Review: The Spectacular Now


The Spectacular Now

Most movies about teenagers are so unreal, you'd swear the people who make them never were teenagers.

Not so for the charming and bitingly realistic The Spectacular Now, a film that perfectly captures a universal teenage quandary: whether to live in the moment or plan for the future.

As the film opens, the moment -- that is, the now -- is pretty spectacular for the film's protagonist, popular party boy Sutter Keely (Miles Teller). The high-school senior doesn't study much or bother dwelling on life's unpleasantries. He's too busy hanging out at parties, getting it on with his sexy and equally popular girlfriend, Cassidy (Brie Larson), working at his easy job in a clothing store and nurturing his budding alcoholism.

All is well until Cassidy has enough of Sutter's noncommittal attitude and dumps him. But a potential rebound comes quickly: After a late-night bender to numb the pain, he awakens on someone's front lawn and meets nerdy nice girl Aimee Finicky (Shailene Woodley), who helps him find his car while he helps her deliver newspapers. This meet-cute moment is The Spectacular Now's least plausible plot point, but all is forgiven as the film heads for places far darker and more believable.

Sutter and Aimee soon have a thing going; it's an unlikely thing, but far more realistic than most teen movie romances. They travel in different cliques, but have much in common. Beneath Sutter's party-boy persona is a troubled soul with a drinking problem and abandonment issues, thanks mostly to his long-gone father. Aimee is much more grounded but has her own problems; among other things, she's been accepted to a college in another town but doesn't want to go, afraid to break away from her controlling mother.

The story of Sutter and Aimee is captivating, albeit a bit predictable. I'm not really spoiling anything by saying that the ever-noncommittal Sutter blows off Aimee for awhile, considers getting back together with Cassidy and has an awkward but revelatory meeting with his dad (like father, like son, and in all the wrong ways). But predictable or not, The Spectacular Now tells its story of adolescent angst with rare emotional authenticity; obviously, director James Ponsoldt and writers Scott Neustadter and Michael H. Weber (who also co-wrote 500 Days of Summer) have not forgotten their teenage years. Every scene feels entirely real.

The Spectacular Now feels so real, in fact, that even a potentially sexploitative love scene works perfectly. Sutter and Aimee aren't grown-ups, but the scene certainly is. What could have been a voyeuristic, leering intrusion into a very private matter (you know, like we see in almost every teen film) is instead a gentle, emotionally engaging moment of intimacy. This scene is one of many sympathetic moments in The Spectacular Now that afford the characters great respect, rather than exploiting their sexual exploration (or even worse, their misery) for cheap cinematic thrills.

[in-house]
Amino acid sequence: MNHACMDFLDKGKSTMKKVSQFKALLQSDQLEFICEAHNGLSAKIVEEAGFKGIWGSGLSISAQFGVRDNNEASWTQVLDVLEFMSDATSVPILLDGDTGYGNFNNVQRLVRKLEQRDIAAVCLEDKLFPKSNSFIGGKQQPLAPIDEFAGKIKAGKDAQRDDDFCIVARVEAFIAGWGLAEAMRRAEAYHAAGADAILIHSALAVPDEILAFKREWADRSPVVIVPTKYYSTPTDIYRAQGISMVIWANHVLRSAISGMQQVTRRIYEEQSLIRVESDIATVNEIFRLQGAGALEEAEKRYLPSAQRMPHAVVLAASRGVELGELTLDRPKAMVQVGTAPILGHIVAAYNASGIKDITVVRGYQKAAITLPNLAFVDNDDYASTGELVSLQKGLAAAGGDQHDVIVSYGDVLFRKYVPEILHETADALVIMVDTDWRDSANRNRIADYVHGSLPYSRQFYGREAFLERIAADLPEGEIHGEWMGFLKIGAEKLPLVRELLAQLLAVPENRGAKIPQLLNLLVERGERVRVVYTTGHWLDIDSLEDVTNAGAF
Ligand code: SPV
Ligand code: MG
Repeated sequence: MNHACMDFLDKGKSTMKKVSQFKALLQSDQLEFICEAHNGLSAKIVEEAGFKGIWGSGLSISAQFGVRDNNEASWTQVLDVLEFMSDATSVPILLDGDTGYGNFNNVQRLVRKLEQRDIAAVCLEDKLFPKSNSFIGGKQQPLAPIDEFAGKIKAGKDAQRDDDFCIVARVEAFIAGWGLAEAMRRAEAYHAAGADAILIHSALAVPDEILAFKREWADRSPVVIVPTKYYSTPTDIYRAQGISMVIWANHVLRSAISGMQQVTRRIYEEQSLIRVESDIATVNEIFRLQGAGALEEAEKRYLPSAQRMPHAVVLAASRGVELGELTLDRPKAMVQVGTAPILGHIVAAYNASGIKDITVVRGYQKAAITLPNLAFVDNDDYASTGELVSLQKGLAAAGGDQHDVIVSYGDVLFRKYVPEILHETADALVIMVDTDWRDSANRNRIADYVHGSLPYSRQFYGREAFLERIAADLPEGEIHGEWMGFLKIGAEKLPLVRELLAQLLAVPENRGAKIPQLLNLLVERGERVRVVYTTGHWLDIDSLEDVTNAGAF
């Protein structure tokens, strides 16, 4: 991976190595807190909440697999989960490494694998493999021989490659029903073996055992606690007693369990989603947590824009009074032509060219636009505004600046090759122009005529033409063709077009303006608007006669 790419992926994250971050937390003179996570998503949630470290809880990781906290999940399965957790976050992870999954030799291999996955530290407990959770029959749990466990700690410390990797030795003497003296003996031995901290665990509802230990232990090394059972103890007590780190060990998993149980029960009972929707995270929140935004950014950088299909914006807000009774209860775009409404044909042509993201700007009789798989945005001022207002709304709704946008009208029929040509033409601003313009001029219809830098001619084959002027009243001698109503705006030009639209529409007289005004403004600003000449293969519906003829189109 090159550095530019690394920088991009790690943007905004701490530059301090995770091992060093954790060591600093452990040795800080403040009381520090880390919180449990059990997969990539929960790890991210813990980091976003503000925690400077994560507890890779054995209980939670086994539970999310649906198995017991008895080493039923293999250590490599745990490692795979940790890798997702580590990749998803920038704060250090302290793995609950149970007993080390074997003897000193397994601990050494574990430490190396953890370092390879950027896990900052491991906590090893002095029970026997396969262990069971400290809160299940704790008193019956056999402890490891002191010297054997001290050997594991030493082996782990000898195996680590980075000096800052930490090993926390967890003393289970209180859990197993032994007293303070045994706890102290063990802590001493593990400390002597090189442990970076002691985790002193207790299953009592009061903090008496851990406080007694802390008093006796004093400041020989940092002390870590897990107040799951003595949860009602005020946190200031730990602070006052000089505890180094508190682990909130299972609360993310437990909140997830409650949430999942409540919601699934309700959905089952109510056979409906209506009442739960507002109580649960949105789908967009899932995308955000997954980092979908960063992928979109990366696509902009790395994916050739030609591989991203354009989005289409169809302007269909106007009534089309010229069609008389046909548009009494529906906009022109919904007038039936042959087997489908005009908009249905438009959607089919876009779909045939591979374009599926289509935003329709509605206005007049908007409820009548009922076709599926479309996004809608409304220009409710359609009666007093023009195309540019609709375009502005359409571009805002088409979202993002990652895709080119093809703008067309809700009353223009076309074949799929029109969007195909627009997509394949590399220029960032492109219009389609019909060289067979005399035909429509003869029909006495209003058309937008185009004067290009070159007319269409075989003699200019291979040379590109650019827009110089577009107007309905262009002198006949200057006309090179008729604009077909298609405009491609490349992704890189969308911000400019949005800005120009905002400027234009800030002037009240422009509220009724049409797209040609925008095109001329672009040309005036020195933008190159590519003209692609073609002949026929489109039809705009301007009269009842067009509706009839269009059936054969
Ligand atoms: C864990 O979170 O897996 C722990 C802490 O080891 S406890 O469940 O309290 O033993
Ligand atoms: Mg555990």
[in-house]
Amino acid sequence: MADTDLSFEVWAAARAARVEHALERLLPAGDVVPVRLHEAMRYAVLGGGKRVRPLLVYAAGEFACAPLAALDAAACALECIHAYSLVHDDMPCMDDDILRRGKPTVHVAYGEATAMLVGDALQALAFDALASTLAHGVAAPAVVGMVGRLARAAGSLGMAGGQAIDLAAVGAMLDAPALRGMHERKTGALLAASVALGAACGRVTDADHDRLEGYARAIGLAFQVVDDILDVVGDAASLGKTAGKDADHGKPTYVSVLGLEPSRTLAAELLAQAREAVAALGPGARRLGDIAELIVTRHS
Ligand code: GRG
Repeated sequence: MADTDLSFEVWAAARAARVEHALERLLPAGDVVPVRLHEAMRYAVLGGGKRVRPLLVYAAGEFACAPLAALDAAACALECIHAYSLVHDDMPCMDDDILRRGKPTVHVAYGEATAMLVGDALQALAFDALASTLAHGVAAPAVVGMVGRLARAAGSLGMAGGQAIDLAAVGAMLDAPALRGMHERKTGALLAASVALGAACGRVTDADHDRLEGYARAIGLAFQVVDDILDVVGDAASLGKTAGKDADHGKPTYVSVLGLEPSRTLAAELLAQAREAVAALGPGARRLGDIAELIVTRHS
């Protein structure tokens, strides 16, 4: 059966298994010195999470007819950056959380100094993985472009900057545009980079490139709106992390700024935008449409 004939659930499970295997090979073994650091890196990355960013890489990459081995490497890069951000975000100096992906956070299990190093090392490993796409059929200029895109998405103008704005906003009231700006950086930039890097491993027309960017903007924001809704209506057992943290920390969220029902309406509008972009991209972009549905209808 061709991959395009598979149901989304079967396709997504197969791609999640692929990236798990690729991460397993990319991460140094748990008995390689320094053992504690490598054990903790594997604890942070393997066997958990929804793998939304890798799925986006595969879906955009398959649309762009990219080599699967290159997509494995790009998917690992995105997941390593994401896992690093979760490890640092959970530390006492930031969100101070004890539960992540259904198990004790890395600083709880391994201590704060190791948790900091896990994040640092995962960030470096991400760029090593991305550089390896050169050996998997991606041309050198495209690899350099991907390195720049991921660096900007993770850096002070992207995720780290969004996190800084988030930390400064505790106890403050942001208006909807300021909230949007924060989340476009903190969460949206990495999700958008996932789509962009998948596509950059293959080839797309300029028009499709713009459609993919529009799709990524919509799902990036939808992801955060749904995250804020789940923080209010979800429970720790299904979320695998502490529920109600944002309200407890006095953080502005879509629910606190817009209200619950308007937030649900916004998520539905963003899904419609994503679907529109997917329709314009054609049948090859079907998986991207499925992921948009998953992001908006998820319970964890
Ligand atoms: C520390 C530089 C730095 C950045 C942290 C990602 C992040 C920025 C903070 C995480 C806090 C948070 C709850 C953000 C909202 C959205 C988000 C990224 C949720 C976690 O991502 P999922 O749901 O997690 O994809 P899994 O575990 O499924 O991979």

Neustadter and Weber's script is nearly perfect, but The Spectacular Now owes just as much of its success to Teller and Woodley. The two young actors (they're much older than their characters, but you'd never know it) turn in an astounding pair of performances we'll hopefully hear more about during Oscar season.

Teller isn't the pretty boy we would expect to play a popular teen like Sutter, but he's convincing because the character is much more complex than a mere handsome face; he must rely on his confidence and charm to win friends and influence girls. Teller plays Sutter perfectly, exuding a breezy, fast-talking charisma while never quite hiding his underlying insecurities. The more self confident he is, the more we know it's just an act, and the more believable are his frequent meltdowns and his aversion to broadening his horizons. He lives in the moment because the future terrifies him. He also hides his surprising depth and self awareness; introspection isn't cool when you're partying, after all.

As Aimee, Woodley has exactly the opposite job. More glamorous than her character, she plays Aimee as the invisible girl we all knew (actually, didn't know) in high school, a brainy teen who outwardly scorns popularity but would love to be loved. Unlike Sutter, Aimee also would love to go away to college and have a future beyond the confines of her small town. She has big dreams, but her overbearing mother -- who makes Aimee work long hours to help pay the bills -- keeps her daughter from blossoming in almost every way.

Just as good in smaller roles are Jennifer Jason Leigh and Kyle Chandler as Sutter's long estranged parents, Sara and Tommy, who share a world of hurt. Sara is an exhausted single mom with fading beauty and little patience for Sutter's irresponsibility. When we meet Tommy, it's obvious where Sutter's capricious streak comes from, as well as his alcoholism. His reunion with Sutter is a telling episode; it mostly tells us that Tommy is a selfish, reckless, aimless lout. Again: like father, like son, but we hope Sutter can rise above his father's fate.

Tragic but not totally so, The Spectacular Now is a scarce gem of a film about the pains of adolescence. It's not to be missed, whether you're a teen or remember being one.